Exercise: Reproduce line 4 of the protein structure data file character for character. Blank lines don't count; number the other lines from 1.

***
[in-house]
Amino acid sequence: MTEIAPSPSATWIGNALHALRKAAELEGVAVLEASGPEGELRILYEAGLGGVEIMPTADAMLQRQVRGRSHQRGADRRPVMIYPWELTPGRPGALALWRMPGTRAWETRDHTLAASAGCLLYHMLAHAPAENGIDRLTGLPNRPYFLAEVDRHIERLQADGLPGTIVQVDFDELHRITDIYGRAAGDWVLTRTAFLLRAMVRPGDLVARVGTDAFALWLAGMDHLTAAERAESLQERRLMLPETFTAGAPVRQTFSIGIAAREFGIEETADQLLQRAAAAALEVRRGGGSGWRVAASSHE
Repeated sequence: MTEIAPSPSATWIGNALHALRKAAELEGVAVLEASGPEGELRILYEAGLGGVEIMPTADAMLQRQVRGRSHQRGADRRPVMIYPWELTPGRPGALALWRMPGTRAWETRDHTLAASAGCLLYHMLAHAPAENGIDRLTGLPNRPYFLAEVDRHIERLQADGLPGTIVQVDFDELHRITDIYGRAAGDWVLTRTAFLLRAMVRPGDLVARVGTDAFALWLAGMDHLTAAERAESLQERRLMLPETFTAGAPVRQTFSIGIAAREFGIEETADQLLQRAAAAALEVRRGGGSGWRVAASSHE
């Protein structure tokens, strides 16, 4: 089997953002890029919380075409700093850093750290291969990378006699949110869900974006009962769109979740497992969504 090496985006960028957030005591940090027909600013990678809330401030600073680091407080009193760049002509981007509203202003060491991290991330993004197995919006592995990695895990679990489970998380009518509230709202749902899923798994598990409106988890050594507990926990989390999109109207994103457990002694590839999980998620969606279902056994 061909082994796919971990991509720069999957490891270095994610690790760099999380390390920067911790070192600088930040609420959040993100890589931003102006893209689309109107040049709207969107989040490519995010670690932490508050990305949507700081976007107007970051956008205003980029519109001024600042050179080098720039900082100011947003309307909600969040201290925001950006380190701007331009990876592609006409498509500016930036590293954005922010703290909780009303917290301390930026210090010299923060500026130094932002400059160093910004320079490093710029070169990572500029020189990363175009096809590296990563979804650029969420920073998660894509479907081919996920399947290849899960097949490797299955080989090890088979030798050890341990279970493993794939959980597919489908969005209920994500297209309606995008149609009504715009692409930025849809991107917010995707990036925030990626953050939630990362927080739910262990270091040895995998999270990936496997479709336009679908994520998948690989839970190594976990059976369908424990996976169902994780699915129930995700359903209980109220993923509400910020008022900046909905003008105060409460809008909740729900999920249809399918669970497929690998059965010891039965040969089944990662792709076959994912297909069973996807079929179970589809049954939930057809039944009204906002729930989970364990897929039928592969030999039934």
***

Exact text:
């Protein structure tokens, strides 16, 4: 089997953002890029919380075409700093850093750290291969990378006699949110869900974006009962769109979740497992969504 090496985006960028957030005591940090027909600013990678809330401030600073680091407080009193760049002509981007509203202003060491991290991330993004197995919006592995990695895990679990489970998380009518509230709202749902899923798994598990409106988890050594507990926990989390999109109207994103457990002694590839999980998620969606279902056994 061909082994796919971990991509720069999957490891270095994610690790760099999380390390920067911790070192600088930040609420959040993100890589931003102006893209689309109107040049709207969107989040490519995010670690932490508050990305949507700081976007107007970051956008205003980029519109001024600042050179080098720039900082100011947003309307909600969040201290925001950006380190701007331009990876592609006409498509500016930036590293954005922010703290909780009303917290301390930026210090010299923060500026130094932002400059160093910004320079490093710029070169990572500029020189990363175009096809590296990563979804650029969420920073998660894509479907081919996920399947290849899960097949490797299955080989090890088979030798050890341990279970493993794939959980597919489908969005209920994500297209309606995008149609009504715009692409930025849809991107917010995707990036925030990626953050939630990362927080739910262990270091040895995998999270990936496997479709336009679908994520998948690989839970190594976990059976369908424990996976169902994780699915129930995700359903209980109220993923509400910020008022900046909905003008105060409460809008909740729900999920249809399918669970497929690998059965010891039965040969089944990662792709076959994912297909069973996807079929179970589809049954939930057809039944009204906002729930989970364990897929039928592969030999039934």